Is a Land-Based Galapagos Trip Right For You?

Marine lizard on sand

Last Updated on: 6th November 2022, 04:38 am

Have you dreamed of visiting the Galápagos Islands? I certainly did. It was right at the top of my bucket list. Then in the spring of 2019, Steve and I spent four weeks as land-based visitors to these famed islands. 

This was one of our most anticipated and expensive trips to date. We had some memorable adventures, but overall, our Galapagos Islands trip did not live up to our expectations. We found ourselves counting the days until we flew back to Quito.

In this post, I will share what we loved and didn’t love and illustrate what life is like in the largest town, Puerto Ayora. Hopefully, it will help you decide if a land-based Galapagos trip is right for you.

A Little Background

Do you know there are two ways to visit the Galapagos Islands, ship-based and land-based?

Ship-based tourism is tightly controlled by the government and was steady at about 73,000 visitors per year when we visited.

Land-based tourism is not controlled and had grown to over 200,000 visitors per year by 2019.

Since Galapagos cruises are notoriously expensive, and we would be there for four weeks, we chose to be land-based.

I had never given any thought to the fact that there are towns in the Galapagos, let alone seen a picture of one. We arrived in Puerto Ayora with no idea of what to expect.

Land-based Activities

From our home base in Puerto Ayora, we were able to enjoy many of the wonders the islands have to offer. These are just a few of our memorable experiences:

Walking down secluded paths flanked by large lava rocks and cacti to arrive at nearly deserted postcard-perfect beaches with few people but plenty of marine iguanas and sea lions.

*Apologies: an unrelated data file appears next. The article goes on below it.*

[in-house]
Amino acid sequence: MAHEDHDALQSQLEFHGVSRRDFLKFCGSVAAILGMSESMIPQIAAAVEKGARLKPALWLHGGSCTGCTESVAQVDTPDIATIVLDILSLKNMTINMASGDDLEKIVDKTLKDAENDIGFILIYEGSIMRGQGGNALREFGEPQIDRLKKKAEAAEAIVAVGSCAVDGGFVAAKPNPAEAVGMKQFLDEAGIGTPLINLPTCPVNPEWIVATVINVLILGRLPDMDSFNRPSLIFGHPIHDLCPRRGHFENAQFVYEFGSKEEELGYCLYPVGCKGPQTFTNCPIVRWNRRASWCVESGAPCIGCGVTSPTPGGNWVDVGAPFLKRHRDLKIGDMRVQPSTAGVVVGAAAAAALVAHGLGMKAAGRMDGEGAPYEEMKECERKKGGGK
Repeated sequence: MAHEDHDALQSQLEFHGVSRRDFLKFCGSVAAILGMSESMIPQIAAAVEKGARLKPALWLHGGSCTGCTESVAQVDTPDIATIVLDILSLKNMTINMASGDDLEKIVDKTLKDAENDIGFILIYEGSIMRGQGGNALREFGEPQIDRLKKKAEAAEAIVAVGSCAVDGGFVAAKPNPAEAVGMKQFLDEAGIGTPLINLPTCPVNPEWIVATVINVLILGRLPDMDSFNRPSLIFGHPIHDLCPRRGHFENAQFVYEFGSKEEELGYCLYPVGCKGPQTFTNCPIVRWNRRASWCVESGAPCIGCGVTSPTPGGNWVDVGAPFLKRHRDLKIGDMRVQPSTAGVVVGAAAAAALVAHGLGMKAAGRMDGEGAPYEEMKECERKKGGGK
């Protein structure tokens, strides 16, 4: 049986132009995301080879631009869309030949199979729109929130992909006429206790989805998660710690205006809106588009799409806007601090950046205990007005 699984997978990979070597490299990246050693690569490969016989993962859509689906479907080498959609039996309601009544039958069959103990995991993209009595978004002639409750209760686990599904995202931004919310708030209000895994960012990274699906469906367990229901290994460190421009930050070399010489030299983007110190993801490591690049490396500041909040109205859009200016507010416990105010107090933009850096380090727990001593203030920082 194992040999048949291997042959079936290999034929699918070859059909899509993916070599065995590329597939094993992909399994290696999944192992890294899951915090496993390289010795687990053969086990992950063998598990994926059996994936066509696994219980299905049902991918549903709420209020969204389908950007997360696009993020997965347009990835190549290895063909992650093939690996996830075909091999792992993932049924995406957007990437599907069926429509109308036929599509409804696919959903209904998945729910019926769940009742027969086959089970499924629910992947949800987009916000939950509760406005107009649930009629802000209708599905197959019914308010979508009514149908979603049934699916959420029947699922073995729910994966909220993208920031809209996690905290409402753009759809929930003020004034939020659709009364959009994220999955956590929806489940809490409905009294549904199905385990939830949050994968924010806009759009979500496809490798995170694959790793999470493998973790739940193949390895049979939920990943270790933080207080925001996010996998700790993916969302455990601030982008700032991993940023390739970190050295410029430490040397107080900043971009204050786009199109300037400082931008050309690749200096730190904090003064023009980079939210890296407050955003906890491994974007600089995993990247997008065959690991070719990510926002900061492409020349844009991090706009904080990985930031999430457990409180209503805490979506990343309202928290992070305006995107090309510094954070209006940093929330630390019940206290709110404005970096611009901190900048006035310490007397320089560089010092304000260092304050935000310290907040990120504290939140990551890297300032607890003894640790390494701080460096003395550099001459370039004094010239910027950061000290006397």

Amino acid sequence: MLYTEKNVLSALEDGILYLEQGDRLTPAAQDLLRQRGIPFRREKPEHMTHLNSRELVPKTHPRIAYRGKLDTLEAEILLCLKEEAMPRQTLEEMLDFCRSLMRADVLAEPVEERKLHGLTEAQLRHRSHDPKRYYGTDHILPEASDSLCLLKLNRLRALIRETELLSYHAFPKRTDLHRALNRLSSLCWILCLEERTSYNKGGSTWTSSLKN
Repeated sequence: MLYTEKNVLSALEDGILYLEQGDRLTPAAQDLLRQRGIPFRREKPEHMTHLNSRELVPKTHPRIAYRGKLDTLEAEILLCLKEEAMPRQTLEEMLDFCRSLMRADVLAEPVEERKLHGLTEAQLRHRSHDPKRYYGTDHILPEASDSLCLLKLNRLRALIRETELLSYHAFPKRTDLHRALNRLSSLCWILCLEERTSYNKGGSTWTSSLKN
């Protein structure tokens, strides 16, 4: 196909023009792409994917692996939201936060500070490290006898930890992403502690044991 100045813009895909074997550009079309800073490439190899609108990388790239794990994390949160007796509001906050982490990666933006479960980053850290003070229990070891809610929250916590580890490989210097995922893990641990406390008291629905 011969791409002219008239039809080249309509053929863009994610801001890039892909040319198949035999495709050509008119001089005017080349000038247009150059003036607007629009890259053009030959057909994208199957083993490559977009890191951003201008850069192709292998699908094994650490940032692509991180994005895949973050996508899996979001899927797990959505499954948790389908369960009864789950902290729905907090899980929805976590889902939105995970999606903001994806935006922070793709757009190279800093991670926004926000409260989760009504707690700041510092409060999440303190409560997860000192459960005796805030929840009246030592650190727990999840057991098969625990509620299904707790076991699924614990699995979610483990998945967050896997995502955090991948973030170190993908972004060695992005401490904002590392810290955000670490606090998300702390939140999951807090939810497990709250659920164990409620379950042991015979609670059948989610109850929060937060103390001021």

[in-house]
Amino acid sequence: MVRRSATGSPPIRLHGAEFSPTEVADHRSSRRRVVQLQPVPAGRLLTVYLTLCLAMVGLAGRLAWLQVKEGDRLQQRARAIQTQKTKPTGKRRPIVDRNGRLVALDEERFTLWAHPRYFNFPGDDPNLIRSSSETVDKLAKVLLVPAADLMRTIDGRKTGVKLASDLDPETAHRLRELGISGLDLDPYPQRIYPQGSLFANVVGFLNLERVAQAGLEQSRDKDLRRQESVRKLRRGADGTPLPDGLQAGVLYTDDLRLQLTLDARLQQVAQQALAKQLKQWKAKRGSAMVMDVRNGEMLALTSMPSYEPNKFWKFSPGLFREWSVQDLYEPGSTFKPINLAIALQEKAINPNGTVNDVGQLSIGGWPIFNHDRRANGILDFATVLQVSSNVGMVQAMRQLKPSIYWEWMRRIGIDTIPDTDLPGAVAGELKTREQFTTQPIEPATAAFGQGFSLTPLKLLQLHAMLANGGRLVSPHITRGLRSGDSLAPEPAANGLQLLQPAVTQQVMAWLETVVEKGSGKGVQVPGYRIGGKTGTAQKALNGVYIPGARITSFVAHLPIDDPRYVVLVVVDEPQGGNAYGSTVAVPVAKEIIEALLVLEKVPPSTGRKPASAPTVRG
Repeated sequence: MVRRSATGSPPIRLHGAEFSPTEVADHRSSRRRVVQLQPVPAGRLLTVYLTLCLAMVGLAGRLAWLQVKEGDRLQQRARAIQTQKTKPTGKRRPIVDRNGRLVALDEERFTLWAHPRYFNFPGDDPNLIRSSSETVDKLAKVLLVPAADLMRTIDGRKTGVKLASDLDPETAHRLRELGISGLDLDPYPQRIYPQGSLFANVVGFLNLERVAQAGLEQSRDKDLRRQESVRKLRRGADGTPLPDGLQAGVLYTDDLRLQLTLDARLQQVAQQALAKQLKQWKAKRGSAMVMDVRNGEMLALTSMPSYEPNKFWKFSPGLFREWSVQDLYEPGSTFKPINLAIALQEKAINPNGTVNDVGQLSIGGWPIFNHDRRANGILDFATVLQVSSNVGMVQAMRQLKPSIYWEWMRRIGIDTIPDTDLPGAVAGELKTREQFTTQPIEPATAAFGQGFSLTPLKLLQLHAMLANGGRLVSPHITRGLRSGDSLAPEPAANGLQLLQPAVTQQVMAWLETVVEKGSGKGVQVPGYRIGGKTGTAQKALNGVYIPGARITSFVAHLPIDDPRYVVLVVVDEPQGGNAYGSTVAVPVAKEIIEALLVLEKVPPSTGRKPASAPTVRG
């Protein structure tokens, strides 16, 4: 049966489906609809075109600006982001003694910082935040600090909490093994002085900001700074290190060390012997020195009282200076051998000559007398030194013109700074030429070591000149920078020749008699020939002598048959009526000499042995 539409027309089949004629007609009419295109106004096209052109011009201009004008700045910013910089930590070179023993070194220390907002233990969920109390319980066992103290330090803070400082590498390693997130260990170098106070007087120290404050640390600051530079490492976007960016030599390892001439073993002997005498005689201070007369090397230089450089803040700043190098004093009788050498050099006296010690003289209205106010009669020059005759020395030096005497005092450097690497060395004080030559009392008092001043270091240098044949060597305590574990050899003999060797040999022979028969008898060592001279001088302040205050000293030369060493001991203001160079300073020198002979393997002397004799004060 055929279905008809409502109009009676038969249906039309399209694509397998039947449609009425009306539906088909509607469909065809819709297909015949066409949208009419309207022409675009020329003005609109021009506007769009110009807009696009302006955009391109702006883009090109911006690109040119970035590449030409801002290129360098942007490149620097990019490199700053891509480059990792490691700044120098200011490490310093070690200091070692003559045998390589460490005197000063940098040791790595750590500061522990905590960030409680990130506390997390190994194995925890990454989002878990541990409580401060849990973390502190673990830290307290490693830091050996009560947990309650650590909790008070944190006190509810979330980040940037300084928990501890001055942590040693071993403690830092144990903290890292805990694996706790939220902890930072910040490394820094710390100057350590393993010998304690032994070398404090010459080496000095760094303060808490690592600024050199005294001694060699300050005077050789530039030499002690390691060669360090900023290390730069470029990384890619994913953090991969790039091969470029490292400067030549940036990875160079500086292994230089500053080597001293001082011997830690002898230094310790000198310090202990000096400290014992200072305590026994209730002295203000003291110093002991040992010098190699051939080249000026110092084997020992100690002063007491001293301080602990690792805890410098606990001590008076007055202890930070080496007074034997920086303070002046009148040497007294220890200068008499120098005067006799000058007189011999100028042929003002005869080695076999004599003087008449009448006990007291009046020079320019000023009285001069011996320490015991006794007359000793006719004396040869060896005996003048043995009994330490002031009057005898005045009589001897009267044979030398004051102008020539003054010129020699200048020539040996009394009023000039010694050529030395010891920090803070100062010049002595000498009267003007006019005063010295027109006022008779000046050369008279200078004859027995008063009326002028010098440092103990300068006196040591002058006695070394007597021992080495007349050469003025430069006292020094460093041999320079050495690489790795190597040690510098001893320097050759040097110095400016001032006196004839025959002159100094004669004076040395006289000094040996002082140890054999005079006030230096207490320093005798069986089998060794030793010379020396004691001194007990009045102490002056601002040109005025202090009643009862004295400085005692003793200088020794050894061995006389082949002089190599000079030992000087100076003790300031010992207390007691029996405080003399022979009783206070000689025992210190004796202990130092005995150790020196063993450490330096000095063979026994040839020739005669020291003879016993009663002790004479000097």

The author and a sea lion on San Cristobal Island
I had hoped to swim with the sea lions but had to settle for a beachfront visit.

Riding electric scooters to El Chato Giant Tortoise Reserve to see some Galapagos Tortoises. The coolest thing about them is that each has a unique look on its wrinkled old tortoise face.

A Galapagos Tortoise with grass in his mouth
One of the residents of the tortoise reserve

Seeing blue-footed boobies perched on a cliff and later sharing the waters of the Pacific Ocean with them. Their numbers had been declining but are now on the rise. This article from the Galapagos Conservancy, Inc. explains the reasons.

Watching the pelicans and frigate birds looking for handouts at the fish market. The pelicans waited patiently for scraps. The birds took every opportunity to dive down and peck at unattended fish.

A pelican eating a fish
A pelican and his reward

Heading into the highlands (again by electric scooter) to discover a privately owned lava tunnel. We explored the one-kilometer-long tunnel, climbing over piles of rocks that had fallen from the walls and ceiling.

We then headed further down the road to a corny little family-owned attraction that featured an edge-of-the-world swing, a petting zoo, and a working sugar cane press powered by a donkey. I don’t remember the name of this place, and I haven’t had any luck finding it on the internet. If you are interested in visiting it while on Santa Cruz, I’m sure some local folks could steer you in the right direction.

Steve with a tropical drink
Steve enjoying a fresh sugar cane drink
The Positive Side of Puerto Ayora

The people were friendly and accommodating. As long as we had smiles on our faces, we were greeted with numerous “buenos dias”, “holas”, and even a few “hellos” while walking down the street.

The town is small enough that you can walk anywhere. If you don’t want to walk, a taxi costs only $1.50 anywhere in town.

Laundry services called lavanderias will wash, dry, and fold your clothes for peanuts. Seriously, we spent $8 a week to have clothing for the two of us laundered. This and the taxis are about the only bargains you’ll find.